Finding Safe Haven
— Harriet Tubman Underground Railroad Byway —
Under the cover of darkness, they crept across these fields toward the home of Quaker Jacob and Hannah Leverton. The house, a rare, documented Underground Railroad station, still stands at the end of this driveway. All along the many paths to freedom, “agents” like the Levertons provided food, clothing, comfort, and transportation.
This safe house anchored a refuge that also included the homes of the free black millwright, Daniel Hubbard, Quaker neighbors, Arthur Leverton and Jonah Kelley, and Harriet Tubman’s father, Ben Ross. Agents faced considerable risks, and these families paid dearly for helping the enslaved to freedom.
A slave owner sued Jacob Leverton, who admitted helping a bruised and beaten slave girl. Even worse, an angry mob forced Arthur and Daniel to leave their homes and families and flee for their lives.
Topics and series. This historical marker is listed in these topic lists: Abolition & Underground RR • African Americans. In addition,
Location. 38° 42.3′ N, 75° 53.418′ W. Marker is in Preston, Maryland, in Caroline County. Marker is on Seaman Road. Touch for map. Marker is at or near this postal address: 3531 Seaman Road, Preston MD 21655, United States of America. Touch for directions.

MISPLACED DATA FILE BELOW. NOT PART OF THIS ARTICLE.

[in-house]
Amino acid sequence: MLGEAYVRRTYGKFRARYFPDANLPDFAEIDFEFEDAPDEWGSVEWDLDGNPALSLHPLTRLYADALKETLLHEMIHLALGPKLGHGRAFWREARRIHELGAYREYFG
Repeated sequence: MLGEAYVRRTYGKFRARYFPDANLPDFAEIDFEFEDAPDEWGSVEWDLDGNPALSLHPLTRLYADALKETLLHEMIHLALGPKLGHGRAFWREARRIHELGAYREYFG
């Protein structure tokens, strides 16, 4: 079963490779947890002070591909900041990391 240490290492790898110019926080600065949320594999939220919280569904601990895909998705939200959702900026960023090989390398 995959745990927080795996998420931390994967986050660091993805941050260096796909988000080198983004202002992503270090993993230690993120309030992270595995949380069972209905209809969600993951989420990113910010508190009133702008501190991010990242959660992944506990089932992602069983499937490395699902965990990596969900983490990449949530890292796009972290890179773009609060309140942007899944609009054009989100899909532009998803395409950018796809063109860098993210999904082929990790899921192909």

Other nearby markers. At least 8 other markers are within 3 miles of this marker, measured as the crow flies. Linchester (approx. 0.4 miles away); The Underground Railroad (approx. half a mile away); Linchester Mill (approx. half a mile away); a different marker also named Linchester Mill (approx. half a mile away); Freedom (approx. 0.9 miles away); Preston (approx. 1.1 miles away); Site of Frazier’s Chapel (approx. 1.1 miles away); Mt. Pleasant Cemetery (approx. 2.2 miles away). Touch for a list and map of all markers in Preston.
Credits. This page was last revised on August 17, 2019. It was originally submitted on December 1, 2014, by Don Morfe of Baltimore, Maryland. This page has been viewed 463 times since then and 39 times this year. Photos: 1, 2, 3, 4. submitted on December 1, 2014, by Don Morfe of Baltimore, Maryland. • Bill Pfingsten was the editor who published this page.